Friday, October 29, 2010

Shameless Plugs

In the constant pursuit of elusive funds for impending college tuition's I'm going to use this Friday morning to make some plugs that might help increase the savings account. First of all, I've entered a short story in a "children's bedtime story" competition that comes with publication and a cash prize. To be honest with you I had originally written a really good story and then found that I was limited by the character/location images offered in the illustration program. As I said, my original one is really good and maybe someday I'll put that one out there, but the back up is alright. So if you get a chance, follow the link and vote for my story "The Knight and the Frog".

The next shameless plug is for the book I just self published based on this very blog. OK, so it basically IS just the blog divided in to months with original illustrations added in. But there is an intro, as well as the pre-birth blog and the first 3 months written out which you can't find online, so there are things in there you can't get for free. ... I'm not a very good salesman, I know. Anyway, if you have any interest in ordering a copy you can find it here "The First Year of the Rest of My Life: thoughts and ramblings from a first time father of twins".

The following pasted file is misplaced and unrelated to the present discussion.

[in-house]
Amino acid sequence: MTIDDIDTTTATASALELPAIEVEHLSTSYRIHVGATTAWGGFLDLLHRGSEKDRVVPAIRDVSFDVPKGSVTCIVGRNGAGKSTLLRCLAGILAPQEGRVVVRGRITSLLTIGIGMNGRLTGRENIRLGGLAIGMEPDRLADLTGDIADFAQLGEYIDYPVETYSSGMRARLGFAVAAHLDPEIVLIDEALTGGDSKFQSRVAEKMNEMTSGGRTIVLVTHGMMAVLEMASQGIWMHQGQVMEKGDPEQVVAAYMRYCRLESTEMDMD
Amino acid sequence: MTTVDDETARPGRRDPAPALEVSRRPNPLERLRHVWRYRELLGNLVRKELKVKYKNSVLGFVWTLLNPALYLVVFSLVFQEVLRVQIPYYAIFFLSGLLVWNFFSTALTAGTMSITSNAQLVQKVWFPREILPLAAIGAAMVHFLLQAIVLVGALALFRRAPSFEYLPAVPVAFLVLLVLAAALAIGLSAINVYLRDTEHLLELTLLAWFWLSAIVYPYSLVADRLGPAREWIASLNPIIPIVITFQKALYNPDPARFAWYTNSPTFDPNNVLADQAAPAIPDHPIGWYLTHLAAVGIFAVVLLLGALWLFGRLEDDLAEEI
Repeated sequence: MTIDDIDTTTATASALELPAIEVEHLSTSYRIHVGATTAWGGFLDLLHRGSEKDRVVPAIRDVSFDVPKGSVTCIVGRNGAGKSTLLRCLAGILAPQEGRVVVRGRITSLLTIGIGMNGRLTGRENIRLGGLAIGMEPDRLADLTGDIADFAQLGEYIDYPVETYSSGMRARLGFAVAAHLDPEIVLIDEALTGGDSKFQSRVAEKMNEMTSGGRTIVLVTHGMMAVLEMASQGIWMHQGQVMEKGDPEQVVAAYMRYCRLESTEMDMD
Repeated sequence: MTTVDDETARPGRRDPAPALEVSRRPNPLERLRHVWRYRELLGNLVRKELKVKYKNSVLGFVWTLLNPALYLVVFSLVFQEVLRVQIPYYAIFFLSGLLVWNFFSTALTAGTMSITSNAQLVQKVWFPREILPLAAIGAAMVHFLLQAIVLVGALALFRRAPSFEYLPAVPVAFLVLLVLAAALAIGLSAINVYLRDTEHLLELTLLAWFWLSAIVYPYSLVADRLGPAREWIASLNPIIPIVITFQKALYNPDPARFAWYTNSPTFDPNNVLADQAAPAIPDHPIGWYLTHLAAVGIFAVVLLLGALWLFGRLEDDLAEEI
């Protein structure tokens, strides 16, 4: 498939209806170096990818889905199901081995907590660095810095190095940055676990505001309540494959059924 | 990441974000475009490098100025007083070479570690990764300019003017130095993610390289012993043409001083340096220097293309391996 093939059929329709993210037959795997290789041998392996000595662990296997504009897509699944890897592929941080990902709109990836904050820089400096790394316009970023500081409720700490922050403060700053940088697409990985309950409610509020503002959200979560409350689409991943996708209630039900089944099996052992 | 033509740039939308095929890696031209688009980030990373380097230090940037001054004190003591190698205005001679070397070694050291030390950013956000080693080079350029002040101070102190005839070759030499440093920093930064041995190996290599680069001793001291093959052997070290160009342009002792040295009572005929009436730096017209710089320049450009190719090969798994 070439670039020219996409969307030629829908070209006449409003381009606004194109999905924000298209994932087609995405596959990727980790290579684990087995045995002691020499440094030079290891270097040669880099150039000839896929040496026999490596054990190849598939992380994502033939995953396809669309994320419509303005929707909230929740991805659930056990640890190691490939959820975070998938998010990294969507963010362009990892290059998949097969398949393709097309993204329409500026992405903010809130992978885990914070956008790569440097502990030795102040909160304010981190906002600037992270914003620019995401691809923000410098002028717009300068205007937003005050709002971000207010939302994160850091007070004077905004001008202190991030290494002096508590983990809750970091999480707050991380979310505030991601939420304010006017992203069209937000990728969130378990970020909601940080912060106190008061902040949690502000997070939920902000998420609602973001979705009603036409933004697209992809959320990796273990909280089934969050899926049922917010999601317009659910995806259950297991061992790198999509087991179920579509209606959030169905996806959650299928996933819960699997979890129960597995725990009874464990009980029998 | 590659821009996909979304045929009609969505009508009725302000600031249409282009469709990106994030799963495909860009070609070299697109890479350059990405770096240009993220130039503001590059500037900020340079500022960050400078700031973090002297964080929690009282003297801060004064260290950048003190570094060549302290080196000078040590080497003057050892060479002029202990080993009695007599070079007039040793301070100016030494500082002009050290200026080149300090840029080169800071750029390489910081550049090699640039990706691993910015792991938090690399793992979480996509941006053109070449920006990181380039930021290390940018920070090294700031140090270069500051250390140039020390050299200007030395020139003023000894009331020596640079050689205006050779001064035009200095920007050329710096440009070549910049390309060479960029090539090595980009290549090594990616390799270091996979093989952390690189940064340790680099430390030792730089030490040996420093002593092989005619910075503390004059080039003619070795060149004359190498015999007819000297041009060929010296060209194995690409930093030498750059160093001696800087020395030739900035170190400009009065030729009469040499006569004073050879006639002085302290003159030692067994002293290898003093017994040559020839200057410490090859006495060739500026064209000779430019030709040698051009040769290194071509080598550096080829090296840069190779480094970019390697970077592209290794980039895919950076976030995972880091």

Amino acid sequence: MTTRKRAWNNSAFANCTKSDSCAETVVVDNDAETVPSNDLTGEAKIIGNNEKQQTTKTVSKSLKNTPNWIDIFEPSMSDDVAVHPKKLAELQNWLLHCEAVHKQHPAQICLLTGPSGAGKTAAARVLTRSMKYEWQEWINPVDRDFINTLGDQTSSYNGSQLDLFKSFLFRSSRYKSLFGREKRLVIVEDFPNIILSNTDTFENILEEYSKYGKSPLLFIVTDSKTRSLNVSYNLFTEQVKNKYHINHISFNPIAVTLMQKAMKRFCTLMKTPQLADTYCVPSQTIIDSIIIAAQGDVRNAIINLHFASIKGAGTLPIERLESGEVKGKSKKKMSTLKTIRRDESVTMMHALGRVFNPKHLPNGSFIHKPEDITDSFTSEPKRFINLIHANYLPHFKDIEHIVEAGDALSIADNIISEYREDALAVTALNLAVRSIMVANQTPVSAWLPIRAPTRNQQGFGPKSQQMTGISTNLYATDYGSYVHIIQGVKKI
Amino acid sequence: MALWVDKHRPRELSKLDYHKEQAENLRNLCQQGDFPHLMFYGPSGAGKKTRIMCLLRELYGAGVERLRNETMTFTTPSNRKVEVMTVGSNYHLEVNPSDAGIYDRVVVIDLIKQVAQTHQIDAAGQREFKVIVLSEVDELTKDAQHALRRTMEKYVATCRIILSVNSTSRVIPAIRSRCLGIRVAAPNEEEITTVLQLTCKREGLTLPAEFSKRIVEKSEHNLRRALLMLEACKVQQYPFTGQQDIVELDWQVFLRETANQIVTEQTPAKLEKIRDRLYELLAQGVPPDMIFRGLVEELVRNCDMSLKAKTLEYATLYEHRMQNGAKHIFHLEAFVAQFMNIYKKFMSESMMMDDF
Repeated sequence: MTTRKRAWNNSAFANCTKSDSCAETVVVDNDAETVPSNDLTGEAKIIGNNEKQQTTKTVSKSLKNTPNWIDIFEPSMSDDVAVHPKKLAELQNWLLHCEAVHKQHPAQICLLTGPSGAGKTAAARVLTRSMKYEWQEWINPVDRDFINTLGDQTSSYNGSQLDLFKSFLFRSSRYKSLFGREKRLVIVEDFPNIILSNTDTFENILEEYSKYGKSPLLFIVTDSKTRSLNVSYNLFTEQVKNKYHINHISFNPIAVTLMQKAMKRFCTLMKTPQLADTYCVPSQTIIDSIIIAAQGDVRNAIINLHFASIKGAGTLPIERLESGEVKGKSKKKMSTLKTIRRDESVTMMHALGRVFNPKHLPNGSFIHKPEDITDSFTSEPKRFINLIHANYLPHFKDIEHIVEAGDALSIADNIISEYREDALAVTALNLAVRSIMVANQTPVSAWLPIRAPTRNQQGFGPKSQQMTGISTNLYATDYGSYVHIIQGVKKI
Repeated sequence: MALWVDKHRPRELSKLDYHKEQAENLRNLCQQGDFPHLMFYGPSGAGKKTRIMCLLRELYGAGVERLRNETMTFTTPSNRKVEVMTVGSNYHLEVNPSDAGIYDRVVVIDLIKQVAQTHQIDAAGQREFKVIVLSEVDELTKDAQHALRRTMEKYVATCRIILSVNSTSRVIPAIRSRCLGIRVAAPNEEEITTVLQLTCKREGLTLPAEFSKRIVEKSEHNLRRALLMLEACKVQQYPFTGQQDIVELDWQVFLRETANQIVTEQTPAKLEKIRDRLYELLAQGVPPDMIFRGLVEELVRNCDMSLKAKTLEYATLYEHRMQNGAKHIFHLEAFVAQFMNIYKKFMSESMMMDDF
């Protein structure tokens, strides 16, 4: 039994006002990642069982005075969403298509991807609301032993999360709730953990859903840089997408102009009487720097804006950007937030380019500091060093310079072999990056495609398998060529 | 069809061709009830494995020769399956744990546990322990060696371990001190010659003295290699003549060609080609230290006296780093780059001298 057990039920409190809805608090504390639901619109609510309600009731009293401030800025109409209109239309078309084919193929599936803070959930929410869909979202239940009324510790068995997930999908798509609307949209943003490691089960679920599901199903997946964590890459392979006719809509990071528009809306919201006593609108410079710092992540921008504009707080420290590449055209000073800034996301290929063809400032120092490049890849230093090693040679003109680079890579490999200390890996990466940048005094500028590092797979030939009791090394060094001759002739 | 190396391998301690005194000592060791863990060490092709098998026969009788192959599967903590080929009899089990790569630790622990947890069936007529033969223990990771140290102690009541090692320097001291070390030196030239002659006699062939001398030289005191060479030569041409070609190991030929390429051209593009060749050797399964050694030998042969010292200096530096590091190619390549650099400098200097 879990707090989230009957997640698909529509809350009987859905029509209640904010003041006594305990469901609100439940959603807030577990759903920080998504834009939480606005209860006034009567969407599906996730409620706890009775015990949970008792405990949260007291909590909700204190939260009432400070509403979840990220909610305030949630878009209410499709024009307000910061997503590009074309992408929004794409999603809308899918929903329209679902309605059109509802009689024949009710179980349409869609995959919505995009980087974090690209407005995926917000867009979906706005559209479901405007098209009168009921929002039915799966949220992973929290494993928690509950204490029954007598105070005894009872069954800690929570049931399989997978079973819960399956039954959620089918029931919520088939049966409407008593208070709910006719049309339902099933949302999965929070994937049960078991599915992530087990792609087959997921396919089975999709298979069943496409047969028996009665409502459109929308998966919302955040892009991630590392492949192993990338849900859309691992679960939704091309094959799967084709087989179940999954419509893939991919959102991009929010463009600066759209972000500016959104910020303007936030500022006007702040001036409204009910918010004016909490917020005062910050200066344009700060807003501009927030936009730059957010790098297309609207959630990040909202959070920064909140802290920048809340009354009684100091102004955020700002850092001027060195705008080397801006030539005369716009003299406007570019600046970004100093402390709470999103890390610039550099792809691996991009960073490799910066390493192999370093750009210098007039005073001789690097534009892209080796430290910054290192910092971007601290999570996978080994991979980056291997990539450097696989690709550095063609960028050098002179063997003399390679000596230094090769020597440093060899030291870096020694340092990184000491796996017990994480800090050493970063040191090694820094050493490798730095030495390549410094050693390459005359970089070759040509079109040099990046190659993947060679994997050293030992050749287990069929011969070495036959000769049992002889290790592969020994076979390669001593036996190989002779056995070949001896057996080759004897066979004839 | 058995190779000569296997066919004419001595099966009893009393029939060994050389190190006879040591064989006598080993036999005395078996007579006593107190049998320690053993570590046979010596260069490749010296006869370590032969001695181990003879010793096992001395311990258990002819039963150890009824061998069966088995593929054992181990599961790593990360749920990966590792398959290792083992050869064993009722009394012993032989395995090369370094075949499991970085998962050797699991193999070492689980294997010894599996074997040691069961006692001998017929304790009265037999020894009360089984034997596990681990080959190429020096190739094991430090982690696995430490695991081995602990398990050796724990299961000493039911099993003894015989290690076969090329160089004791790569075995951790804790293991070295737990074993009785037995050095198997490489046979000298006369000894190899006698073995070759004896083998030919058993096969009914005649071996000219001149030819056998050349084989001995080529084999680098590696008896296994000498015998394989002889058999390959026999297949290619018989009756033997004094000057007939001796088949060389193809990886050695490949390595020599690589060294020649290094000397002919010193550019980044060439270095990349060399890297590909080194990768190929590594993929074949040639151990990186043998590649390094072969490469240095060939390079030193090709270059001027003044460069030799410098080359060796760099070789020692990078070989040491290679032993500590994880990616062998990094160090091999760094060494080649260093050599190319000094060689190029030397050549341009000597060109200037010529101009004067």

That's it, I'm done with my pushy sales shtick.

Thursday, October 28, 2010

Fe Fi Fo Fum. ...